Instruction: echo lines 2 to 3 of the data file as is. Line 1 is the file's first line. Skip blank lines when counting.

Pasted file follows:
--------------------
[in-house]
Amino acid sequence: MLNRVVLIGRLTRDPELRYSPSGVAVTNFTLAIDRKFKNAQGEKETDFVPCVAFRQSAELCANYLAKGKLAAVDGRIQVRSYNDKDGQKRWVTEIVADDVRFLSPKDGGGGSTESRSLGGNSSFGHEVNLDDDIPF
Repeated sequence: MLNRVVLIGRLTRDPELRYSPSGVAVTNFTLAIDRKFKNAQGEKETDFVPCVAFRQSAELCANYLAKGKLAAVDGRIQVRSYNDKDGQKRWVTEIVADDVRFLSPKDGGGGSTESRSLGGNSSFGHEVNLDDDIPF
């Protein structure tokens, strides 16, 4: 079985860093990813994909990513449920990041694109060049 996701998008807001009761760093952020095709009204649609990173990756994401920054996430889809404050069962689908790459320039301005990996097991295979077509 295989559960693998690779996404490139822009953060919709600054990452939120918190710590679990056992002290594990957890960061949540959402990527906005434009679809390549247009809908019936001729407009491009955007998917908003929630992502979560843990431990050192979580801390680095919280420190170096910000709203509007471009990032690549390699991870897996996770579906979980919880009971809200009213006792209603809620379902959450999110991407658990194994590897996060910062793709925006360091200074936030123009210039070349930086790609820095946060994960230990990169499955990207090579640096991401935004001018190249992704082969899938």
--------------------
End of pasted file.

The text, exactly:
Amino acid sequence: MLNRVVLIGRLTRDPELRYSPSGVAVTNFTLAIDRKFKNAQGEKETDFVPCVAFRQSAELCANYLAKGKLAAVDGRIQVRSYNDKDGQKRWVTEIVADDVRFLSPKDGGGGSTESRSLGGNSSFGHEVNLDDDIPF
Repeated sequence: MLNRVVLIGRLTRDPELRYSPSGVAVTNFTLAIDRKFKNAQGEKETDFVPCVAFRQSAELCANYLAKGKLAAVDGRIQVRSYNDKDGQKRWVTEIVADDVRFLSPKDGGGGSTESRSLGGNSSFGHEVNLDDDIPF